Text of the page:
Marketplace insurance changes leave all in ‘wait-and-see’ limbo
PRESCOTT – In the evolving health care and insurance arena, Yavapai Regional Medical Center leaders say they are taking a “wait-and-see attitude.”
The election of Republican Donald Trump and an all-Republican Congress could mean radical changes to the Health Insurance Marketplace landscape, but no one yet knows what that will look like or when it might unfold, YRMC and other medical industry officials have stated.
What YRMC officials can affirm is the hospital will make no changes in its commitment to providing the very best health care to each and every one of its patients, regardless of their insurance coverage.
Yavapai Regional Medical Center financial counseling and workshop sessions to assist people with the open enrollment period for the Affordable Care health marketplace that has a deadline of Jan. 31, 2017.
Events at the YRMC West campus admitting area, 1003 Willow Creek Road. For information, call 928-771-5151.
• Saturday, Dec. 10: 8 a.m. to noon.
Events at the YRMC East campus admitting area, 7700 E. Florentine Road, Prescott Valley. For information: 928-771-5151.
• Monday, Nov. 21: 5 p.m. to 8 p.m.
• Saturday, Dec. 3: 8 a.m. to noon
• Wednesday, Dec. 14 – 5 p.m. to 8 p.m.
If you are unable to attend any of these events, feel free to schedule an appointment.
Despite the unknowns and potential financial impacts, YRMC Chief Financial Officer Lee Livin said the hospital administration has no plans to raise prices to reflect changes in the Affordable Care Act.
“What we charge patients will not be impacted at all because of the ACA,” Livin emphasized. “It didn’t affect us when it went into effect, and it won’t affect it as the ACA evolves.”
YRMC has been, and will remain, the “community’s health provider,” said Ken Boush, the hospital’s director of marketing and communication.
The most troubling impact Livin sees with Arizona’s Health Insurance Marketplace – the state’s response to the Affordable Care Act colloquially known as Obamacare – is patient cost. With only one provider for much of Arizona, including Yavapai County, Livin said price-shopping no longer exists for what people might consider an affordable health care package.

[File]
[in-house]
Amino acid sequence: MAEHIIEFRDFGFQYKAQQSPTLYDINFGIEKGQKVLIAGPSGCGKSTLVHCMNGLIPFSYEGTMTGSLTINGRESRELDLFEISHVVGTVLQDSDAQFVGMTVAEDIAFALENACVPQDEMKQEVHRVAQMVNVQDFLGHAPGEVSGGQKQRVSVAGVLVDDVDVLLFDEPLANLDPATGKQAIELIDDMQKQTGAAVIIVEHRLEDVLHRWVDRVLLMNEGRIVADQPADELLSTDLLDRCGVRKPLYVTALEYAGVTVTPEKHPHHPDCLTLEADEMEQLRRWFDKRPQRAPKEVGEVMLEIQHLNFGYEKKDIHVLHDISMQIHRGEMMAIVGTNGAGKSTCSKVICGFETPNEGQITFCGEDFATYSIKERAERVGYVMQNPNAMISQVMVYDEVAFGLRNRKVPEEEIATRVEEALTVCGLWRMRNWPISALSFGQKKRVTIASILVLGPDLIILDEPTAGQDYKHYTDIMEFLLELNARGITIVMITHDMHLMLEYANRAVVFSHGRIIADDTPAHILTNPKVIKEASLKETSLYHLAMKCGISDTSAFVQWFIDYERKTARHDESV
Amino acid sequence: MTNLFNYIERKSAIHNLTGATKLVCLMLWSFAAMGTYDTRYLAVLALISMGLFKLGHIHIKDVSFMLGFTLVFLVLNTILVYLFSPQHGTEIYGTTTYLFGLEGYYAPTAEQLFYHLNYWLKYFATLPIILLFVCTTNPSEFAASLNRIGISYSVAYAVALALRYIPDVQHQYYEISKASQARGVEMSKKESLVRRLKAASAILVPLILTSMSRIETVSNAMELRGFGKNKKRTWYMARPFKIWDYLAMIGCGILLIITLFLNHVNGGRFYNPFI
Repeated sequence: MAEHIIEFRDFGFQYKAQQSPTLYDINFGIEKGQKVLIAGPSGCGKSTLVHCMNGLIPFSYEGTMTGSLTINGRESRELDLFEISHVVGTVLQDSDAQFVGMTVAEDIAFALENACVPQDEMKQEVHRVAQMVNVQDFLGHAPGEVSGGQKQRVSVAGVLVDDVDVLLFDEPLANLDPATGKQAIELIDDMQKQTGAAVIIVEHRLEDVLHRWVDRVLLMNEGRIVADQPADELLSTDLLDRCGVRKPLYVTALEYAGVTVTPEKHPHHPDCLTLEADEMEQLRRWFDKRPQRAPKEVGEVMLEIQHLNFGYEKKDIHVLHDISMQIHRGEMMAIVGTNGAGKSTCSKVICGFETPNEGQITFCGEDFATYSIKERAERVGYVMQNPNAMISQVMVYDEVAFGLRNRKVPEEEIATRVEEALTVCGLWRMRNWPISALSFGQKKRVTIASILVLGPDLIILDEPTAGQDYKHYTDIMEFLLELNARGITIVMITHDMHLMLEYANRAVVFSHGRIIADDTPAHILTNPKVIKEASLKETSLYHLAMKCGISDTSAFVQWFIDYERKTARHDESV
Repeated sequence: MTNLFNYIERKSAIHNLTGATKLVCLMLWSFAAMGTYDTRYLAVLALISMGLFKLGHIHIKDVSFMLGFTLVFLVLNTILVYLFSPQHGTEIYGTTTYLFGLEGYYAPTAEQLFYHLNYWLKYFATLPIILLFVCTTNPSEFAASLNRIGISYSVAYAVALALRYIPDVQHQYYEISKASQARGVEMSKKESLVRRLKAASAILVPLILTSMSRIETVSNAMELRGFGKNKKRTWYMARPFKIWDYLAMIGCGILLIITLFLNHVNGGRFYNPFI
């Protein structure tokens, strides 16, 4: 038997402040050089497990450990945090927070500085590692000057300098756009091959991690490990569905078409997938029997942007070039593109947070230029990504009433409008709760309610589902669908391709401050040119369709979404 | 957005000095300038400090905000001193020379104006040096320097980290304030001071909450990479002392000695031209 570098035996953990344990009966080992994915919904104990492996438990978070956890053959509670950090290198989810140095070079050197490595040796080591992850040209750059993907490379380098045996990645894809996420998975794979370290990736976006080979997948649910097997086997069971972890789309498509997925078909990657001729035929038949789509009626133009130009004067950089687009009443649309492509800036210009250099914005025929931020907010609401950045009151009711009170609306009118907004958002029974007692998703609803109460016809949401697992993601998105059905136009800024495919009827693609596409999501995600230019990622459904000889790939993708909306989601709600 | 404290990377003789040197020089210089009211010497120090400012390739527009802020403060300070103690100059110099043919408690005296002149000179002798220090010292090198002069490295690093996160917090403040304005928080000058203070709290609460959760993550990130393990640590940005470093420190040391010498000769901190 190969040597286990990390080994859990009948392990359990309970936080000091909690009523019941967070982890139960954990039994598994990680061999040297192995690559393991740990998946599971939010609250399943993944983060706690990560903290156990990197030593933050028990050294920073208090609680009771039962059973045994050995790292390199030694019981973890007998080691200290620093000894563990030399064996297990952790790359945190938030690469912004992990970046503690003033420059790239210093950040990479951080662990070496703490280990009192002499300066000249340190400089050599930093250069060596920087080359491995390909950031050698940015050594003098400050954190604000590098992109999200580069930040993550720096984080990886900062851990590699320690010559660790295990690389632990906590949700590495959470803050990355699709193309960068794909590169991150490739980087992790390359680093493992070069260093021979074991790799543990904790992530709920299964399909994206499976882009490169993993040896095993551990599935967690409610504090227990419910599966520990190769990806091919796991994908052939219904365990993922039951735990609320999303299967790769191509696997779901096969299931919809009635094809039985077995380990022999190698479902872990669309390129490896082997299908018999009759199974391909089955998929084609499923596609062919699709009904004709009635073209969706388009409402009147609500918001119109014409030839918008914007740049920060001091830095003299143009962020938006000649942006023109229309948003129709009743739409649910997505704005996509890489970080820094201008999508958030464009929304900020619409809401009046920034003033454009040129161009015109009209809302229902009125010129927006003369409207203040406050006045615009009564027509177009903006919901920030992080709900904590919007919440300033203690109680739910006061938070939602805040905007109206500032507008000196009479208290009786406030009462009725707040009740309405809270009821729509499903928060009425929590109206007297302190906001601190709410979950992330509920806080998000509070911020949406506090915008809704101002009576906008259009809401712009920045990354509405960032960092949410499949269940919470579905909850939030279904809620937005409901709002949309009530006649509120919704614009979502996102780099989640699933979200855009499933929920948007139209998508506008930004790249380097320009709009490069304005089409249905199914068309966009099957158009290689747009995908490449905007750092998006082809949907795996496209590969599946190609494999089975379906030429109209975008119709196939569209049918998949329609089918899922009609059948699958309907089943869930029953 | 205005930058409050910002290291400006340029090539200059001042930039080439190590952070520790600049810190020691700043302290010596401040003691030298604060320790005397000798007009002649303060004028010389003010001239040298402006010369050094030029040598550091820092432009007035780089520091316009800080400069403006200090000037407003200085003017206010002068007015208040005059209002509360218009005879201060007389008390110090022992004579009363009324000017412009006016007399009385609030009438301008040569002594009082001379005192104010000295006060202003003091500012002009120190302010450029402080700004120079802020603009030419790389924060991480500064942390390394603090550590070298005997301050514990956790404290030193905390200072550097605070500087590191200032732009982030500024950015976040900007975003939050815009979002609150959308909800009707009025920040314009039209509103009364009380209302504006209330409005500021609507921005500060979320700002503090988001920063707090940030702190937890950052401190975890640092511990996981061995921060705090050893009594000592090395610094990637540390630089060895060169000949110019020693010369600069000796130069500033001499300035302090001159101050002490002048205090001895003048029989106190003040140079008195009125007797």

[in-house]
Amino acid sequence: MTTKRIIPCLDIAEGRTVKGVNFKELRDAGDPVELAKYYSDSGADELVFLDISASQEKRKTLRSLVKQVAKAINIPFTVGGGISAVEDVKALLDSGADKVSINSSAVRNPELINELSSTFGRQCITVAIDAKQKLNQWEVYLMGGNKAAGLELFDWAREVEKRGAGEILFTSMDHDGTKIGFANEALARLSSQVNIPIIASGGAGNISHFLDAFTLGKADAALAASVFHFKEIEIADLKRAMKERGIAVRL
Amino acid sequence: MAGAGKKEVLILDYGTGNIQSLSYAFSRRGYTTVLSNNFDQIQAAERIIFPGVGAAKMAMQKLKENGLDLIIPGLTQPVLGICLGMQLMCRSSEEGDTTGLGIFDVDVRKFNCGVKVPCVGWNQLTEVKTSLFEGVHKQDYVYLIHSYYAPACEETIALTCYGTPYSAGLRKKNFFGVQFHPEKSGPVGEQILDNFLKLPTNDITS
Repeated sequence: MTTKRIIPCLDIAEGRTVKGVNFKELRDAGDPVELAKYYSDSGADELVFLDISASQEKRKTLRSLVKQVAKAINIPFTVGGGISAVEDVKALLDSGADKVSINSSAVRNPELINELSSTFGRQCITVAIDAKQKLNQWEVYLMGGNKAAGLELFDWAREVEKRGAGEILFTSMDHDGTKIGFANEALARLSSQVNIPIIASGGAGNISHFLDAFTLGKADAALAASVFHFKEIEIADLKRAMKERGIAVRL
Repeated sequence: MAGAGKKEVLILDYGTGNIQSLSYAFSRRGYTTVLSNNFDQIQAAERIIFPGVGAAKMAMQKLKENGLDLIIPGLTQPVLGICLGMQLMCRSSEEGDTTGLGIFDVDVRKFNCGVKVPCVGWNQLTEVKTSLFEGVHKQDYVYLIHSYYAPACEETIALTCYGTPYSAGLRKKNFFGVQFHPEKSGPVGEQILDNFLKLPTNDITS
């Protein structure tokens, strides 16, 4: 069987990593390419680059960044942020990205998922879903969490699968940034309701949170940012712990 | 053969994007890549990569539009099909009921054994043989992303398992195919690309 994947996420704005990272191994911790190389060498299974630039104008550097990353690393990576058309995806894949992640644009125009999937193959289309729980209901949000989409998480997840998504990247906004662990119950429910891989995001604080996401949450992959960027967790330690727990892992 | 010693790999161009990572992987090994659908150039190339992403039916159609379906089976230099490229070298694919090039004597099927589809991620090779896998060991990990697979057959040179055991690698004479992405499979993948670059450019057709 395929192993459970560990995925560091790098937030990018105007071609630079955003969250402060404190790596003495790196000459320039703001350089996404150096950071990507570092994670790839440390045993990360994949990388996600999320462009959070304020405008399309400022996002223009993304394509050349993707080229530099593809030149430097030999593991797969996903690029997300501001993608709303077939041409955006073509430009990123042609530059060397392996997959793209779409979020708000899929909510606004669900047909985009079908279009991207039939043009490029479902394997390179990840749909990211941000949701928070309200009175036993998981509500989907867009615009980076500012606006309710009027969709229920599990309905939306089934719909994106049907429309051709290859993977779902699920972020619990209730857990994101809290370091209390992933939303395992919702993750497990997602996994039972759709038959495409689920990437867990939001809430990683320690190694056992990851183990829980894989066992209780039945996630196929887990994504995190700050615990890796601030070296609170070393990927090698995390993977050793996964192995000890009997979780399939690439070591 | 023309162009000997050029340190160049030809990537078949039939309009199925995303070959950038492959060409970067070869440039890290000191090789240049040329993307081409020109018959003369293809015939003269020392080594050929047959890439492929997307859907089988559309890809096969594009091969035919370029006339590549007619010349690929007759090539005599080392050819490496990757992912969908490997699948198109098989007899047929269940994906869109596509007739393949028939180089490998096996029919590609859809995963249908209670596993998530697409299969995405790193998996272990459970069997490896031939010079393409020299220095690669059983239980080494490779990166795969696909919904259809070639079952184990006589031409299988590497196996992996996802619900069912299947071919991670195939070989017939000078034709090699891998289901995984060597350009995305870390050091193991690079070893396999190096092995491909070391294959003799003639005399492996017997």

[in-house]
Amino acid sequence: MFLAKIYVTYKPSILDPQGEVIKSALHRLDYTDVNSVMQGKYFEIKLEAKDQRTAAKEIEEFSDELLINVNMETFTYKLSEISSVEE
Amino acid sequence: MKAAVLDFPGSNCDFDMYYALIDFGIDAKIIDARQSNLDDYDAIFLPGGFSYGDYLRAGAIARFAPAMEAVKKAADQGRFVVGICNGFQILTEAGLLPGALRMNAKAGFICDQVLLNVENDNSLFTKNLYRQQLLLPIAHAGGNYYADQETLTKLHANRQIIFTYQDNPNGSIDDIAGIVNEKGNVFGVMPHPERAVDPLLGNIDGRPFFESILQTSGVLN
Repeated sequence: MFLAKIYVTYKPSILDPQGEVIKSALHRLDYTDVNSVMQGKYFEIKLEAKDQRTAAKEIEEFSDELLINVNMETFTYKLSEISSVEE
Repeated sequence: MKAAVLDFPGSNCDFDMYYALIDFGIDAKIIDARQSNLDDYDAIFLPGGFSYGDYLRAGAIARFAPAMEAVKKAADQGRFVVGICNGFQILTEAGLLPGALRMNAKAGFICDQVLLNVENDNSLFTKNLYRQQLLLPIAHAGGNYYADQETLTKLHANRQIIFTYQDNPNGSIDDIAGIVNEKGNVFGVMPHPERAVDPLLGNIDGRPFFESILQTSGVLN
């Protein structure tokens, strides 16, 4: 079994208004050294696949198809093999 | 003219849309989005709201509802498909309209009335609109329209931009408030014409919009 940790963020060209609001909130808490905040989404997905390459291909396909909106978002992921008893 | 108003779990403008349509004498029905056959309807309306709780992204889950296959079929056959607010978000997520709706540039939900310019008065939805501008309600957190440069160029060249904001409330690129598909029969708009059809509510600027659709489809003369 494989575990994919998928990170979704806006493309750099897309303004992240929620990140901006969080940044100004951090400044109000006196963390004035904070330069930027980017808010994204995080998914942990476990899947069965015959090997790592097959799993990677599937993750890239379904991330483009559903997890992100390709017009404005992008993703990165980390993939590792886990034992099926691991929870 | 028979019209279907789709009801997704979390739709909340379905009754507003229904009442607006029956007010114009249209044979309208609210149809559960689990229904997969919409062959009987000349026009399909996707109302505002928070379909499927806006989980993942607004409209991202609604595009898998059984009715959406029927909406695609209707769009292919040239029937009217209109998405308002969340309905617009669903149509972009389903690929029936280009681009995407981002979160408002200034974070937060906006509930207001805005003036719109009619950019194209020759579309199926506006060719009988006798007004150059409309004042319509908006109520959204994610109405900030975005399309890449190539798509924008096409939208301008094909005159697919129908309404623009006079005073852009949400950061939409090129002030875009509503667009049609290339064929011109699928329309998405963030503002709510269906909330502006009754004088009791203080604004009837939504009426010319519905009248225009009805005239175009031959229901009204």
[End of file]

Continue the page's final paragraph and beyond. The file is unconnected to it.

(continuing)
Blue Cross and Blue Shield of Arizona is to be the sole marketplace provider for 13 of 15 counties, and its rates increased by 51.7 percent on average for all of its individual plans, ranging from catastrophic plans to the highest cost plan that provides 80 percent coverage. As an example, the range of monthly premiums for a family with non-smoking parents 40 or older with two children go from $1,000 for catastrophic coverage only to $2,729 for the highest level of coverage.
Federal subsidies on premiums do reduce to as low as zero what some consumers must pay for their plans based on family income, but state Department of Insurance officials are clear that one-fourth of marketplace consumers are not eligible for any federal subsidies. Some local residents have said their plans are likely to cost them $1,500 or more per month.
For those who might opt to risk no insurance, the Affordable Care Act imposes a penalty imposed through the income tax process of $695 per individual, or 2.5 percent of a household income, whichever is higher.